"Who Is the Real Victim?"
MURDER ON THE ORIENT EXPRESS is a remake of the Oscar-winning 1974 hit movie of Agatha Christie’s classic 1934 mystery novel about the strange murder of a despicable man on an exotic train, with a group of “too many suspects.” Director Kenneth Branagh has stepped up to deliver a movie that attains an emotional, moral resonance far too often lacking in major studio fare.
MURDER ON THE ORIENT EXPRESS is a remake of the Oscar-winning 1974 hit movie starring Albert Finney, Ingrid Bergman and Sean Connery and brings the classic mystery novel by Agatha Christie to even more vibrant life. It would seem wise to leave that classic untouched, but Director Kenneth Branagh has stepped up to deliver a movie that pairs vivid performances by an all-star cast with stunning imagery and a magnificent score with a screenplay by Michael Green (“Logan”) that attains an emotional resonance far too often lacking in major studio fare.
Best of all, this MURDER has been shot with the option of being displayed in the full, now-rare glory of the 70mm format. The result is a dazzling work of art that is alternately fun to watch and hard to shake, the very definition of must-see filmmaking and worth every penny viewers pay at today’s excessive prices.
Branagh holds the screen magnetically with his lead performance as Inspector Hercule Poirot, a man whose ace deductive skills have made him famous across Europe. After an amusing opening sequence set in Jerusalem where he reveals that it’s a corrupt police officer who committed a heinous crime (rather than the priest, rabbi and imam who are about to be executed publicly), Poirot declares his need for a vacation.
While the inspector sports an impressive handlebar mustache and a showman’s panache, he’s secretly saddened by the loss of his wife. A friend takes pity on his loneliness and offers him the chance to head to Istanbul and hop a luxury passenger train called the Orient Express for some rest and relaxation.
Poirot quickly notices a string of odd behavior and quirks from a dozen of his fellow passengers, including an actress who’s suffering the pains of fading glory (Michelle Pfeiffer), a doctor with an attitude (Leslie Odom Jr.) and an uptight missionary (Penelope Cruz). He’s forced to deal with them head-on when the train is trapped by an avalanche while traveling through the mountains, and especially when Ratchett, a boorish passenger with a shady character played by Johnny Depp, is found stabbed to death in his cabin.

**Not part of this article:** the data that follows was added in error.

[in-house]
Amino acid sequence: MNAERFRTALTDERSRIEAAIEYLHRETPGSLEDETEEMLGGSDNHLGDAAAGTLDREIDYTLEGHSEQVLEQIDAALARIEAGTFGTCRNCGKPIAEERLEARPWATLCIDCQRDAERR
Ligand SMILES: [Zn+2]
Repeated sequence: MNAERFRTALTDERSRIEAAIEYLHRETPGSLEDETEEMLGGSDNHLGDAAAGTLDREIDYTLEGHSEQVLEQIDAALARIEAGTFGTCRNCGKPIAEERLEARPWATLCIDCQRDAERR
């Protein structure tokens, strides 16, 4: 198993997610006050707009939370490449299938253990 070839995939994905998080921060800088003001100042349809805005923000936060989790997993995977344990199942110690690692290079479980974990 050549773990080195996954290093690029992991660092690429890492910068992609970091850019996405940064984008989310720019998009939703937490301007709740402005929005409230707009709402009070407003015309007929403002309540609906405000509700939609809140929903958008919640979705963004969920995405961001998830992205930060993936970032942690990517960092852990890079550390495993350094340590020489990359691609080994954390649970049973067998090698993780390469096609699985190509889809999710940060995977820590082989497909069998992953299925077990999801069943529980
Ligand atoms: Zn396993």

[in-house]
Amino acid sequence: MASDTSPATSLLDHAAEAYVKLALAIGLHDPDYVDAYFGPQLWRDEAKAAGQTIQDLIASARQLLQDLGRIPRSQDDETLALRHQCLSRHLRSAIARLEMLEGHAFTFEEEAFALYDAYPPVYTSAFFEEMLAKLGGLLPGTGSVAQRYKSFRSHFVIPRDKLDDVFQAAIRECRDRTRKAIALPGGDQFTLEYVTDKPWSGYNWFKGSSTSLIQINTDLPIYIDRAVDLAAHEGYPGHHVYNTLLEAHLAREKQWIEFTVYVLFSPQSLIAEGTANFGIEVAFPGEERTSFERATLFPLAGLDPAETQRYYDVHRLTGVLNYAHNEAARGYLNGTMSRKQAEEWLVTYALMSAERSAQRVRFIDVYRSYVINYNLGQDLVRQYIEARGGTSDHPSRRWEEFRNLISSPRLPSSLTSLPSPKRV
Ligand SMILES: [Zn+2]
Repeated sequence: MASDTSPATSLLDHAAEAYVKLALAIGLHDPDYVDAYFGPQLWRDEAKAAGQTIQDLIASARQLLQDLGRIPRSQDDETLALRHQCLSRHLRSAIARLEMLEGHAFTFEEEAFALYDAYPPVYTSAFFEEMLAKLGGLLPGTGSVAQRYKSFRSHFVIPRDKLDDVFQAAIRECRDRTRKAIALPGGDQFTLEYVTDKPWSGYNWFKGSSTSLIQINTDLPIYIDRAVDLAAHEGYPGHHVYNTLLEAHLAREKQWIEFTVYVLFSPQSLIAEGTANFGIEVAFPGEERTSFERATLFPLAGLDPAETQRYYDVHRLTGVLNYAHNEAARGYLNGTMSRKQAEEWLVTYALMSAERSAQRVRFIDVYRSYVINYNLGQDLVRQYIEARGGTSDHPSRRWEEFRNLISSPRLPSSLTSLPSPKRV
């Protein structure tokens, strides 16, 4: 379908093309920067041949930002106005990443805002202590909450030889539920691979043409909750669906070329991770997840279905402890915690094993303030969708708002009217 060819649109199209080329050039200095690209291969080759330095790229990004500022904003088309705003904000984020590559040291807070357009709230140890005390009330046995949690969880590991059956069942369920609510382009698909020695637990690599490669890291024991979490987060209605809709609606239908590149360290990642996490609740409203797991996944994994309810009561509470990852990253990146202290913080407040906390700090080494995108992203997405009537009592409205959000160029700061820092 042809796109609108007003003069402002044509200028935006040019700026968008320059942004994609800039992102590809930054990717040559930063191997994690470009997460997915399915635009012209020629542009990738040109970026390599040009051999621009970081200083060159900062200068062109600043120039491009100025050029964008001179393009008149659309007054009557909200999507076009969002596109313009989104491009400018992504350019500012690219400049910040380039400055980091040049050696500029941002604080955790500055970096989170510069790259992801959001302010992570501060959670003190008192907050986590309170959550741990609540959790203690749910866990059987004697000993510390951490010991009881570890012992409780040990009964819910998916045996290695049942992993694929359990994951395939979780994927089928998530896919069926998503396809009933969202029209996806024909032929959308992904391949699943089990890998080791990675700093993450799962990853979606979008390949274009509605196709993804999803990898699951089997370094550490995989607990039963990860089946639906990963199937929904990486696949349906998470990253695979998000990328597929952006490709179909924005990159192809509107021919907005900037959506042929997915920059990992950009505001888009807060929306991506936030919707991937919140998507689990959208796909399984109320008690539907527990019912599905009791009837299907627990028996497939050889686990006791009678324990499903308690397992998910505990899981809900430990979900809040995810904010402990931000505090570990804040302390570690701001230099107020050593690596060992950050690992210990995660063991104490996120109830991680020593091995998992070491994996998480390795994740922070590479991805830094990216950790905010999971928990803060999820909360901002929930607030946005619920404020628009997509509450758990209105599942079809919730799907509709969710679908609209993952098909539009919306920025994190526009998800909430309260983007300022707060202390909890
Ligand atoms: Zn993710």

As Poirot tries to unravel the mystery of who killed Ratchett, he discovers no one is exactly as they seem, including the victim himself. Trying to deduce the twisting motivations across so many fellow passengers leads to a delicious array of twists that pay off with a walloping surprise.
Certainly, some viewers may have seen the original movie or read Agatha Christie’s popular, brilliant 1934 mystery novel, but Branagh and Green manage to give this ORIENT EXPRESS an impressively profound moral sense. As the discovery of how the murder occurred is revealed, the lush score by Patrick Doyle (“Hamlet,” “Sense and Sensibility”) attains a tragic undertone that helps attain the rare feat of portraying even a righteously vengeful murder in a way that makes viewers feel every anguished moment in taking of a human life, no matter how evil the victim was or how just his premature death is.
Haris Zambarloukos, who also brought Branagh’s MOVIEGUIDE® Award winning, wonderful live-action movie version of CINDERELLA to vibrant life, creates scenescapes here that look like Thomas Kincaid paintings come to life. The overall result is a masterpiece that deserves to win numerous awards this coming February and March.
MURDER ON THE ORIENT EXPRESS is a remake of Agatha Christie’s classic 1934 mystery novel. Consulting detective Hercule Poirot, mourning his wife’s death, decides to take a vacation. A friend takes pity on him and offers him the chance to head to Istanbul aboard a luxury passenger train, the Orient Express. Poirot notices a string of odd behavior and quirks from a dozen fellow passengers. They include an actress suffering the pains of fading glory, a doctor with an attitude and a nervous uptight missionary. Poirot’s forced to deal with the passengers head on when another passenger with a shady character is found stabbed to death in his cabin.
It would seem wise to leave a classic movie and novel untouched. However, Director Kenneth Branagh (who also plays Poirot) has delivered an astounding, captivating movie. He combines vivid performances by an all-star cast with stunning imagery, a magnificent score and a fine screenplay that attains an emotional, moral resonance far too often lacking in major studio fare. MURDER ON THE ORIENT EXPRESS is a thoroughly entertaining contemplation on the nature of justice.